“Be at war with your vices, at peace with your neighbors, and let every new year find you a better man.”
– Benjamin Franklin
Nearly half of all Americans make New Year’s resolutions, but only about 8 percent are successful. Be it losing weight, getting organized, spending less and saving more, enjoying life or quitting smoking, the odds are stacked against those who make those annual pacts with themselves.
New Year’s resolutions date back to ancient times. Babylonians made promises to their gods at the start of each year that they would return borrowed objects and pay their debts. That is a noble promise.
The Romans began each year by making promises to the god Janus, for whom the month of January is named.
In the Medieval era, the knights took the “peacock vow” at the end of the Christmas season each year to re-affirm their commitment to chivalry.
At watch-night services, many Christians prepare for the year ahead by praying and making these resolutions.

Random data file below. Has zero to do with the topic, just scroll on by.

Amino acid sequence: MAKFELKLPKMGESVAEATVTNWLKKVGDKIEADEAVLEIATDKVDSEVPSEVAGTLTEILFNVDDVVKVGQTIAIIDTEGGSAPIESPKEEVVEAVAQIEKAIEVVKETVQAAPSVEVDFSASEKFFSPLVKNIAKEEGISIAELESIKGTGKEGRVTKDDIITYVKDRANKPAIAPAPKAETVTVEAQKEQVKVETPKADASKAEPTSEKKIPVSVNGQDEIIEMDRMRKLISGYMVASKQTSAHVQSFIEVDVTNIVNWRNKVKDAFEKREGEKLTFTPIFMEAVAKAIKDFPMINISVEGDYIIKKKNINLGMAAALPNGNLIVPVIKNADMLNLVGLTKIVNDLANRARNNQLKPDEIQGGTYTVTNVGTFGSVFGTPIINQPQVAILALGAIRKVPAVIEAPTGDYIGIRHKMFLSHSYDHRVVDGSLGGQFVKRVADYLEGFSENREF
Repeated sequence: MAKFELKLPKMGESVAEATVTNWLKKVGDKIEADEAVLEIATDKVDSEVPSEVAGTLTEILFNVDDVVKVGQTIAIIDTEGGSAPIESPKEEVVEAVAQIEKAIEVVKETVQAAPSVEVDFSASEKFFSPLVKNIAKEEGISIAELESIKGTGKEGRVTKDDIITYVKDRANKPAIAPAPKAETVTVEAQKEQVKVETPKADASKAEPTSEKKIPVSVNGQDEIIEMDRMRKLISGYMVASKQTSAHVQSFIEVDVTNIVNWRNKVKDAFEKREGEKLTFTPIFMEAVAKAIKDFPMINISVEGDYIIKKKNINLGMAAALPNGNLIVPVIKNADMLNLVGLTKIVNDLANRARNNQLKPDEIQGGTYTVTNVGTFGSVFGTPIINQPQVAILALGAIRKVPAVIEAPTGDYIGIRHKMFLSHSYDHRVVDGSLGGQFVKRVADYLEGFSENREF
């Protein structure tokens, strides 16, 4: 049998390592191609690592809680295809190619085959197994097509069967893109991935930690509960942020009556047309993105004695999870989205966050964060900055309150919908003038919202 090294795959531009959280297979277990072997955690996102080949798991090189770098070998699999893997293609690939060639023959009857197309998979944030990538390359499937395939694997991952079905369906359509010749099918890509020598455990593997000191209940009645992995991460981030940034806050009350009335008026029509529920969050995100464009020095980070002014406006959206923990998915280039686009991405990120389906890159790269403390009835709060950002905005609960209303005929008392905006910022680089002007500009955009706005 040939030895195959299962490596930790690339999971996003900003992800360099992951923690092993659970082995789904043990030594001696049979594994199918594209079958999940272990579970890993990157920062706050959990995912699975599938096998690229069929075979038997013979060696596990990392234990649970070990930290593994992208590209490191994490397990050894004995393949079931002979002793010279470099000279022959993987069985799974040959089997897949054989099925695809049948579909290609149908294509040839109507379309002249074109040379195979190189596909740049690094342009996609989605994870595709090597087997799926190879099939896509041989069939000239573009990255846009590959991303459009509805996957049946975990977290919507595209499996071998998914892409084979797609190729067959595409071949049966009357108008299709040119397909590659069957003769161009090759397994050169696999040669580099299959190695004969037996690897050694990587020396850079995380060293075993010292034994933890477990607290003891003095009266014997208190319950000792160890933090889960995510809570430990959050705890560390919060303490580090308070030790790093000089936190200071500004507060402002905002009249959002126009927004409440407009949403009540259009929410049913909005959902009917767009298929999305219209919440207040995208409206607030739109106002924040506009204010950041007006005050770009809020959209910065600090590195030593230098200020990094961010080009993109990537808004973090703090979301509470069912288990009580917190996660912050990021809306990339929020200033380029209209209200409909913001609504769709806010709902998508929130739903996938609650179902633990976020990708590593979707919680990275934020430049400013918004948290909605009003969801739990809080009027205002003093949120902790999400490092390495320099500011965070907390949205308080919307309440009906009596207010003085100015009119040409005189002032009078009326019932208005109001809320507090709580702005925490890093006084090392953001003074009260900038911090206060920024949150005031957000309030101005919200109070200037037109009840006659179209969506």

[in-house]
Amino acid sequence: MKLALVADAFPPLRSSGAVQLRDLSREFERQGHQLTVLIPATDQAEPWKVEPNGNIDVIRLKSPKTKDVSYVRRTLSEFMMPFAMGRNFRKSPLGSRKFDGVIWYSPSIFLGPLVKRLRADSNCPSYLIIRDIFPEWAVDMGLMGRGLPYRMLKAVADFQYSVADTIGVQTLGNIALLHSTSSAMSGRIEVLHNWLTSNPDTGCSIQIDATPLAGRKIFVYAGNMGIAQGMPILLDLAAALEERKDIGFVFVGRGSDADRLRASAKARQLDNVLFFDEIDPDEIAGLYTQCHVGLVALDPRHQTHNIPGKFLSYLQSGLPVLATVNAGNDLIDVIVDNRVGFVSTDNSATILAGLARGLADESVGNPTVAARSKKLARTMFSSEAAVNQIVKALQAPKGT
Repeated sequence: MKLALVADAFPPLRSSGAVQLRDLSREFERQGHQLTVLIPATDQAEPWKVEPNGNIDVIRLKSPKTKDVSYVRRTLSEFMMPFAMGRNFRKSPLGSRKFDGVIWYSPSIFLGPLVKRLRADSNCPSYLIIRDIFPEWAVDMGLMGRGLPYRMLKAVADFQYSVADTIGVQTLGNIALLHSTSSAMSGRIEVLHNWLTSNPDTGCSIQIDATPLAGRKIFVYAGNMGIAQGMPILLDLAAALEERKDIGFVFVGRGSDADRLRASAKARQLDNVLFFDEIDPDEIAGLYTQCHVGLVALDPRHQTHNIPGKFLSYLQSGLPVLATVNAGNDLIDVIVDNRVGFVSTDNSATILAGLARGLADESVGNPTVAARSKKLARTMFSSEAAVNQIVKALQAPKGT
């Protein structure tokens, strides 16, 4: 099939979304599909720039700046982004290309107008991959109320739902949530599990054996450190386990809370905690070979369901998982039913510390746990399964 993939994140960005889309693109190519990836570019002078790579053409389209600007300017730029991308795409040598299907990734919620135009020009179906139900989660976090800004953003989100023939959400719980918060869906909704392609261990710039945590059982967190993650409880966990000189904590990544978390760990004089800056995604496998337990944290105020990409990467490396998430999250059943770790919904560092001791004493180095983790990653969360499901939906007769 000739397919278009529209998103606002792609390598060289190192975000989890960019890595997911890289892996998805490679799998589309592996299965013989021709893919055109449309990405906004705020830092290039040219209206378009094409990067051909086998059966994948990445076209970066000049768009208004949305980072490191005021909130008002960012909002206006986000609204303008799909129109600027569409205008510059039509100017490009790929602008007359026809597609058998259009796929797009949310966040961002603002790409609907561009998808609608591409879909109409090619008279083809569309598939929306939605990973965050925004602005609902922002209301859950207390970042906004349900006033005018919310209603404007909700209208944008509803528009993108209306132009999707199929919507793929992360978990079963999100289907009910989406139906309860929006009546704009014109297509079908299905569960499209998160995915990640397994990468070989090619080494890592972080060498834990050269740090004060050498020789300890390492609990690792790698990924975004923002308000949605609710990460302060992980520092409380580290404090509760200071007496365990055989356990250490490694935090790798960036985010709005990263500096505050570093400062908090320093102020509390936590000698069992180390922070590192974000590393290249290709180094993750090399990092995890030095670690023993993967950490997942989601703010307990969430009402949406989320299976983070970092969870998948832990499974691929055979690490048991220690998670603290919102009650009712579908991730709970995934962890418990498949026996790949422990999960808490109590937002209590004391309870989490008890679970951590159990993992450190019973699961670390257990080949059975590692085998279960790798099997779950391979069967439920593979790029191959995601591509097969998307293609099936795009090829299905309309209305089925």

There are other religious parallels to this tradition. During Judaism’s New Year, Rosh Hashanah, through the High Holidays and culminating in Yom Kippur (the Day of Atonement), one is to reflect upon one’s wrongdoings over the year and both seek and offer forgiveness. People may act similarly during the Christian liturgical season of Lent, though the motive behind this holiday is more of sacrifice than of responsibility, in fact the practice of New Year’s resolutions partially came from the Lenten sacrifices.
The concept, regardless of creed or intention, is to reflect upon self-improvement annually. As we look at making ourselves better, it might also be a good idea to look at the bigger picture.
We are in the midst of a loud, obnoxious presidential campaign and will soon face another divisive Kansas legislative session. There are voices all around us screaming to be scared of our neighbors and fearful of the future.
Perhaps we should all resolve to set aside rudeness, embrace civility and adopt tolerance. Who knows, these vows may make our entire state, nation and planet better places.
– Dale Hogg